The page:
This is an audio transcript of the Working It podcast episode: Why do so many working-class people feel alienated at work?

Sophie
I come from a background where TV is very much something that you don’t work in. It’s very much of a sort of a place that lacks aspiration. So getting into TV never really seemed achievable. The Creative Access internship role helped because it was my breakthrough for TV. I couldn’t believe it when I got it and when I first started out, I think I was very unconfident, nervous. TV again felt so other and just something completely out of the realm of what I was used to. Tips for people starting out, I would say that just be confident in yourself. You know, sometimes when you come from a place where there is an industry you’re not used to, it can be really quite scary and you don’t feel good enough, but actually, you’re completely capable and I think that’s something that I still need to remind myself of, but obviously, things like Creative Access and the internship that I got really remind me of that.

Isabel Berwick
Hello and welcome to Working It with me, Isabel Berwick.

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Isabel Berwick
Few years ago, I was having a conversation with a successful friend who was talking about how they kept silent in big group conversations with colleagues because they were always worried that they were gonna be found out for being working class. And I remember then back in my 20s when it seemed perfectly normal for the very loud, very confident people I knew at that time, some of whom had been at the most expensive schools in the world, to suggest that anyone who found them objectionable was just jealous or inverted commas, “chippy”, as in having a chip on their shoulder. It took me far, far too long to realise how much of my own success was based purely on my privileged background in education. Holding a conversation with pretty much anyone holds no social or class fears for me. And all of this got me thinking about class at work, not just in the sense of what barriers people might face, but also how it changes the way our workplaces operate or feel, essentially the culture.

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That voice you heard at the start of the podcast, we’re gonna call her Sophie. And Sophie works in the TV industry and benefited from the work of Creative Access. It’s a social enterprise whose mission is to improve diversity and inclusion across UK creative industries. Creative Access provided Sophie with that important foot in the door into the TV industry and it was via an internship. And the point Sophie highlights about feeling under-confident, not being good enough and out of place are the troubling things that I really want to try and tackle in this episode and relate to cultures that have become deeply entrenched within many industries, not just creative ones. What can companies do to eradicate those feelings and make themselves truly more inclusive to people from all types of backgrounds? Well, to find out more, last week, I sat down with Annette King. She’s the UK chief executive of Publicis Groupe, a French-owned group of advertising and creative companies. Annette proudly describes herself as a working-class girl from Swindon and has frequently spoken about the struggles she’s faced over her career due to her background. I was really interested to hear about her experiences. Here’s Annette’s story.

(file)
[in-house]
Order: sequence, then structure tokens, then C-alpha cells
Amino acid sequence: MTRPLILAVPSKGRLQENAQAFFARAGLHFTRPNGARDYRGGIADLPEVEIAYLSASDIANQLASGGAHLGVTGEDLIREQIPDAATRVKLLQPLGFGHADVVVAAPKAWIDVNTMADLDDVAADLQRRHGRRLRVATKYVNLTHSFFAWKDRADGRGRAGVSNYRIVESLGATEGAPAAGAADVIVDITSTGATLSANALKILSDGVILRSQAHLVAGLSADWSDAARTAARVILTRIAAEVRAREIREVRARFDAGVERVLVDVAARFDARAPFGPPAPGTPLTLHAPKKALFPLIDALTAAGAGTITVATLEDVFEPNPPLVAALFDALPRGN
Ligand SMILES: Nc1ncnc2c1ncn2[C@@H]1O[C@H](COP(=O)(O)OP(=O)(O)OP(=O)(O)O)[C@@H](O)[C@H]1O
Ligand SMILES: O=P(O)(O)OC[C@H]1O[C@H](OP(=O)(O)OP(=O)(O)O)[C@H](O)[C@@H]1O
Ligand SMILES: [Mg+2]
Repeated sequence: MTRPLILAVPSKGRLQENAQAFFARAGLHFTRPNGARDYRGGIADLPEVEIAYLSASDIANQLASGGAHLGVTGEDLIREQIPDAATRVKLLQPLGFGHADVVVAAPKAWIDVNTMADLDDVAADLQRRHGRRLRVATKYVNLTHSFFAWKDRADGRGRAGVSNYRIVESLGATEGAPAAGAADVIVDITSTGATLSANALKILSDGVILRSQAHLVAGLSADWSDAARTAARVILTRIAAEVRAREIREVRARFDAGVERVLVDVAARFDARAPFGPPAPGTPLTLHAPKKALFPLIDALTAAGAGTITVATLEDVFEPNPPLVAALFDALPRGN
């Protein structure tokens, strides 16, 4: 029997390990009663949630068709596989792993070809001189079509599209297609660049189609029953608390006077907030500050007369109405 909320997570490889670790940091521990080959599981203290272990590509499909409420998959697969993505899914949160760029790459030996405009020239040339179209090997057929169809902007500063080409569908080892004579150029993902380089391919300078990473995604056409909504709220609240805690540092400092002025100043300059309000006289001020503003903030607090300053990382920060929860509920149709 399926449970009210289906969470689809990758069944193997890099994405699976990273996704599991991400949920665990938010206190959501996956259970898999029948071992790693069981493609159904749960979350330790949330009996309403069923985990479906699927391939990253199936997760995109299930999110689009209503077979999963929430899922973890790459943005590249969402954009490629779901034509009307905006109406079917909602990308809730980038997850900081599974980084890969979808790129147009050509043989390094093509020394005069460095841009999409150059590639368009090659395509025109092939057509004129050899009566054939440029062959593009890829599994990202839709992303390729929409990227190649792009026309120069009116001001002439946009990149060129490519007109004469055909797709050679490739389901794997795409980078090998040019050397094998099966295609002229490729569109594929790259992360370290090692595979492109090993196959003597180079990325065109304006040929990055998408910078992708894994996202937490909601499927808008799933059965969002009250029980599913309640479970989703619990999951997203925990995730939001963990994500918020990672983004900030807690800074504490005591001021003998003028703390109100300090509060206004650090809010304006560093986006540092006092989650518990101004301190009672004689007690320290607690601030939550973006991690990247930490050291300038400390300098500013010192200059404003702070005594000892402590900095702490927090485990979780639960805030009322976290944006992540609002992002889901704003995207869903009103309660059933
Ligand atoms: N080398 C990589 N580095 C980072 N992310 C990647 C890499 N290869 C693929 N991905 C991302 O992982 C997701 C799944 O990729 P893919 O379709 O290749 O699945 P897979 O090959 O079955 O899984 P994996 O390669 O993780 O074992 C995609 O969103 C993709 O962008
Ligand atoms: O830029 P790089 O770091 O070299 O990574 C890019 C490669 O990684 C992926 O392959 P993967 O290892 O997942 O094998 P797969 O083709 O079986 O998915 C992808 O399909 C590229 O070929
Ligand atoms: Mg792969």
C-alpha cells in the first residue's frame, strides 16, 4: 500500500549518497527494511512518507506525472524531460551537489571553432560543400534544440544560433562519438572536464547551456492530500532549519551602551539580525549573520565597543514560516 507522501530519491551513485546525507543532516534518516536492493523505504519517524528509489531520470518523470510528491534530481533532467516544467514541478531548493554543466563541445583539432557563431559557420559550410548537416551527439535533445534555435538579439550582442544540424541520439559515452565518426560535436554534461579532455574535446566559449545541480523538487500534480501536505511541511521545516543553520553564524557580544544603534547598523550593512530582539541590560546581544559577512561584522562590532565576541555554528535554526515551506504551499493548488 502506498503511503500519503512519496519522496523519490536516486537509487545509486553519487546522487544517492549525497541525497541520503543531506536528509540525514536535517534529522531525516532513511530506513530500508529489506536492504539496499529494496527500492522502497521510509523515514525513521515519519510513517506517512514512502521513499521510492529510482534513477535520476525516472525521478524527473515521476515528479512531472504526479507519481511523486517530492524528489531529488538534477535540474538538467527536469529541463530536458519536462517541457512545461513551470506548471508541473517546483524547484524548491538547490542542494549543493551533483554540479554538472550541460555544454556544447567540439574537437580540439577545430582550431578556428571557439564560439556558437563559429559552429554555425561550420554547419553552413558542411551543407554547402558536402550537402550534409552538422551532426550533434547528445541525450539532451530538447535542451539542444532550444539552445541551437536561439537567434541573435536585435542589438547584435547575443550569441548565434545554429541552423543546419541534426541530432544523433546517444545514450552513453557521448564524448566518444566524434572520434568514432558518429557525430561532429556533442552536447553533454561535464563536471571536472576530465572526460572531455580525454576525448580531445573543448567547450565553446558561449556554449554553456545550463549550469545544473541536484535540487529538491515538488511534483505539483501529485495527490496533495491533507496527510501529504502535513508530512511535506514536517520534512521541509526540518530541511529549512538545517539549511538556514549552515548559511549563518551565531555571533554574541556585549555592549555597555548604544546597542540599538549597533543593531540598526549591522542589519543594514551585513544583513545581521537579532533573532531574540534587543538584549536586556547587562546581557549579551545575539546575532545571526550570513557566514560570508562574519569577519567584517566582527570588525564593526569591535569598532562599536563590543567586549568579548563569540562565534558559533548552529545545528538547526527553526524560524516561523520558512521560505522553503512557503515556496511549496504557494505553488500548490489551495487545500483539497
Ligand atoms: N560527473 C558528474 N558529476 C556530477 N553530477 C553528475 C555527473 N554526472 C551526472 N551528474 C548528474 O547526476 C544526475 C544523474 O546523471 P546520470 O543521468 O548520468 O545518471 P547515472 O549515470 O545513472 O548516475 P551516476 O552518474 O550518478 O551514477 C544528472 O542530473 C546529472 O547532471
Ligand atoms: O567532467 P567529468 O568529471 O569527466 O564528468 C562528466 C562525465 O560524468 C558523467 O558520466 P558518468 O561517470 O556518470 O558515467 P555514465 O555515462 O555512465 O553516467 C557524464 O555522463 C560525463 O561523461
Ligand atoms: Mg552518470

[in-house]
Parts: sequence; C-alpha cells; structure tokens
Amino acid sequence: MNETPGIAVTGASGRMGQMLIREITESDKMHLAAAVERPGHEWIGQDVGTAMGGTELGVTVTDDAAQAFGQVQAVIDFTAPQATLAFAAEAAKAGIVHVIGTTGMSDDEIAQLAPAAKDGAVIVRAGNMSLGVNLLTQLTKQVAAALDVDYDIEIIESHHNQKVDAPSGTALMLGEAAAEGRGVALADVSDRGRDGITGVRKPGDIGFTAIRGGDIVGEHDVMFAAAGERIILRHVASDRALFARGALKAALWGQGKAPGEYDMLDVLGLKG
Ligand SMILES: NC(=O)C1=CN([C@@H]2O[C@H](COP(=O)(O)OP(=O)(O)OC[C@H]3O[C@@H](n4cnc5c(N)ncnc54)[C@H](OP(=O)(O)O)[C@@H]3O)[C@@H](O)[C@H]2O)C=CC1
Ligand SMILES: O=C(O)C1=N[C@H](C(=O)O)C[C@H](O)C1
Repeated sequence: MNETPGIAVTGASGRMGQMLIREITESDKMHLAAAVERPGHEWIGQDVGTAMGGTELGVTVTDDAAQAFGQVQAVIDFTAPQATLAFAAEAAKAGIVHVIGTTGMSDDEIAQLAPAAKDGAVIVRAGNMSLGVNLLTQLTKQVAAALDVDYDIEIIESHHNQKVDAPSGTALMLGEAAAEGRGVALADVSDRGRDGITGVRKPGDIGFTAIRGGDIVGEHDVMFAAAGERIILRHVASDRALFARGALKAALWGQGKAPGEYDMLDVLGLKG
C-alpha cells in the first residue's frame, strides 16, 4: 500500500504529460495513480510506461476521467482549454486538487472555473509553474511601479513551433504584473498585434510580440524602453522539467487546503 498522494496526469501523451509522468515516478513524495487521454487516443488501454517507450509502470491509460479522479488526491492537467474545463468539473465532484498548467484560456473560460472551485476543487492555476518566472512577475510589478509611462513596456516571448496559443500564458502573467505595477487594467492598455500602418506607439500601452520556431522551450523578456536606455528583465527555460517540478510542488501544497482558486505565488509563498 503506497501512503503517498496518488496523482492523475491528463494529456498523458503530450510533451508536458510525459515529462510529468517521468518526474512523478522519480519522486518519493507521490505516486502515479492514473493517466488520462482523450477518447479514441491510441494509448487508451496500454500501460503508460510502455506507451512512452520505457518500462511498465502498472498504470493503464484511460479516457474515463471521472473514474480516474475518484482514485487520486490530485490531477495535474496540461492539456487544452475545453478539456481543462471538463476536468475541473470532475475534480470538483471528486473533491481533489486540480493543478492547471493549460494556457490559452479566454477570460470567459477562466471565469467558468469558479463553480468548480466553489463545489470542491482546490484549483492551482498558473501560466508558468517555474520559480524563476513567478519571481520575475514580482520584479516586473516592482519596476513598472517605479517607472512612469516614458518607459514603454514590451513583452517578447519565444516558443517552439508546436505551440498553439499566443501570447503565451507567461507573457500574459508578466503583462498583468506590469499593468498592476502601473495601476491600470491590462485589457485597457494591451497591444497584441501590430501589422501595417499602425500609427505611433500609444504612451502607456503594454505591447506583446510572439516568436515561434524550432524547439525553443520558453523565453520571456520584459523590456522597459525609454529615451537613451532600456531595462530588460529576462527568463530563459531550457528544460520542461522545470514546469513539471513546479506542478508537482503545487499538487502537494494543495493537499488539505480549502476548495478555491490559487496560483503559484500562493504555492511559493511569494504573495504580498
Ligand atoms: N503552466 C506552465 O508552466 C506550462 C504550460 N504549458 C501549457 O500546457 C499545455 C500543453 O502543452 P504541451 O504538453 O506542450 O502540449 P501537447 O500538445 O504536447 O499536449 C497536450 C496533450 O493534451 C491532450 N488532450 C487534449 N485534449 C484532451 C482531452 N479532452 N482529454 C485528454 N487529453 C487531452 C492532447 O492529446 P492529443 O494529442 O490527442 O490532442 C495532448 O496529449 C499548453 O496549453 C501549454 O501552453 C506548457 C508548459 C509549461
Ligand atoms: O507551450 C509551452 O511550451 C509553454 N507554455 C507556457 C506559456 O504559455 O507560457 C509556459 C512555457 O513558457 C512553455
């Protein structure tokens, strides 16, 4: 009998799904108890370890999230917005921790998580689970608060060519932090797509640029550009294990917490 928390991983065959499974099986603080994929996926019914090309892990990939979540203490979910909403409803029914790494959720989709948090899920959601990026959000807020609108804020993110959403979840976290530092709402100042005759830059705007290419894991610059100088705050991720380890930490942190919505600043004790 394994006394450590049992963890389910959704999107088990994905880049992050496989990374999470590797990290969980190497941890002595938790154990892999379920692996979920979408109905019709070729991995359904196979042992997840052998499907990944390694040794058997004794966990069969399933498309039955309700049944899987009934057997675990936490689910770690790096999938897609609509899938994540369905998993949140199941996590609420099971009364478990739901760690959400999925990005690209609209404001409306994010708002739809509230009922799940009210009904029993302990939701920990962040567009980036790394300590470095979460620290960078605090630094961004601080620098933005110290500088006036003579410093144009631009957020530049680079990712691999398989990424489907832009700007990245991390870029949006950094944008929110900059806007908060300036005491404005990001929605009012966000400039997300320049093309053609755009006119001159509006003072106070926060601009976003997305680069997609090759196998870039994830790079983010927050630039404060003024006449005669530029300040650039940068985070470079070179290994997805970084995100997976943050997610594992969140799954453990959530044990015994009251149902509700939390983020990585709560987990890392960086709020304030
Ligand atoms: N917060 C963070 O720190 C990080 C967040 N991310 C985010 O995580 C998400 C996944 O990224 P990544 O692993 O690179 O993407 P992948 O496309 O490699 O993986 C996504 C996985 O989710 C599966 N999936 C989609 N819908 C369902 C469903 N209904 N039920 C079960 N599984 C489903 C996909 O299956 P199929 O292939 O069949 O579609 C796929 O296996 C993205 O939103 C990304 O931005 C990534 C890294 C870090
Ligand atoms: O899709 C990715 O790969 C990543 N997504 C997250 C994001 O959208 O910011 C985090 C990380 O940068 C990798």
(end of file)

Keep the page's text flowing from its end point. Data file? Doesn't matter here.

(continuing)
So you’re the CEO of a huge group of companies. Can you tell the listeners a bit about how you got there? Because I’ve seen you describe yourself as a working-class girl from Swindon.

Annette King
Yes, indeed, I am a working-class girl from Swindon. And what happened is a long story. I’ll try and keep it brief, but I went to Oxford Brookes University, which was Oxford Poly at the time, did a business studies degree and specialised in marketing and kind of came out into the big wide world looking for a job in a year where there weren’t that many graduate jobs. So I had to learn early how to network. I didn’t realise I was networking at the time, but I basically told anyone I met that I wanted to work in advertising and in London and I applied for all sorts of things. I sent letters and CVs and basically, like I said, just told anyone who would listen, and randomly met this guy in a pub in Swindon. He was a Swedish guy in Swindon with my friend and was telling him and he had a friend who worked for an agency in Sweden that had an office in London. And he said, If you give me your address, I will write to you. It was a while ago. I will write to you once I’ve spoken to my friend just to see if there’s any opportunities and bless him, this chap whose name I don’t remember, he did write to me a few weeks later and gave me a contact name and number for the agency in London. So I rang the number and spoke to a man called Philip Beeching, who had started his own agency, having worked for lots of the big ones for many years. And he said, come and meet me. I met him, we got on great, and I started work a few days later.

Isabel Berwick
Wow.

Annette King
Sleeping on a friend’s sofa because I had nowhere to live.

Isabel Berwick
And that was the bit in the days before LinkedIn and social media did it for you.

Annette King
And going down the pub in Swindon and having a chat with someone is what did it for me.